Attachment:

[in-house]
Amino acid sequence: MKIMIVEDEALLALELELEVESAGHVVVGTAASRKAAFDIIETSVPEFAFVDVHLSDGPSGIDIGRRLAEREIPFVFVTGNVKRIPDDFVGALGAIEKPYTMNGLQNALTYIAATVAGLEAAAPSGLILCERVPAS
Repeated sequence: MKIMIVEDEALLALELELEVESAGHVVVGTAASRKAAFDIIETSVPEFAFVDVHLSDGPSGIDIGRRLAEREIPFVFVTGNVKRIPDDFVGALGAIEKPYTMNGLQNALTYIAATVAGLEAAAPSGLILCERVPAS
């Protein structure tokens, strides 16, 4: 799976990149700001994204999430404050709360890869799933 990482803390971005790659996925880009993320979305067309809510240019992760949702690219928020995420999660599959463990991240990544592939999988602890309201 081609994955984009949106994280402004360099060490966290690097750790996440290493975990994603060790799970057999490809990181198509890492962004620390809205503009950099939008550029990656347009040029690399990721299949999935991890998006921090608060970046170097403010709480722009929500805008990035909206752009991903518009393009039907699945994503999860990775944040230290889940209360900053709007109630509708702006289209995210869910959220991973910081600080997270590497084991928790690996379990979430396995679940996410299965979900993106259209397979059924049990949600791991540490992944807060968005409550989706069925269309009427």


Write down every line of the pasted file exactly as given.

[in-house]
Amino acid sequence: MKIMIVEDEALLALELELEVESAGHVVVGTAASRKAAFDIIETSVPEFAFVDVHLSDGPSGIDIGRRLAEREIPFVFVTGNVKRIPDDFVGALGAIEKPYTMNGLQNALTYIAATVAGLEAAAPSGLILCERVPAS
Repeated sequence: MKIMIVEDEALLALELELEVESAGHVVVGTAASRKAAFDIIETSVPEFAFVDVHLSDGPSGIDIGRRLAEREIPFVFVTGNVKRIPDDFVGALGAIEKPYTMNGLQNALTYIAATVAGLEAAAPSGLILCERVPAS
């Protein structure tokens, strides 16, 4: 799976990149700001994204999430404050709360890869799933 990482803390971005790659996925880009993320979305067309809510240019992760949702690219928020995420999660599959463990991240990544592939999988602890309201 081609994955984009949106994280402004360099060490966290690097750790996440290493975990994603060790799970057999490809990181198509890492962004620390809205503009950099939008550029990656347009040029690399990721299949999935991890998006921090608060970046170097403010709480722009929500805008990035909206752009991903518009393009039907699945994503999860990775944040230290889940209360900053709007109630509708702006289209995210869910959220991973910081600080997270590497084991928790690996379990979430396995679940996410299965979900993106259209397979059924049990949600791991540490992944807060968005409550989706069925269309009427």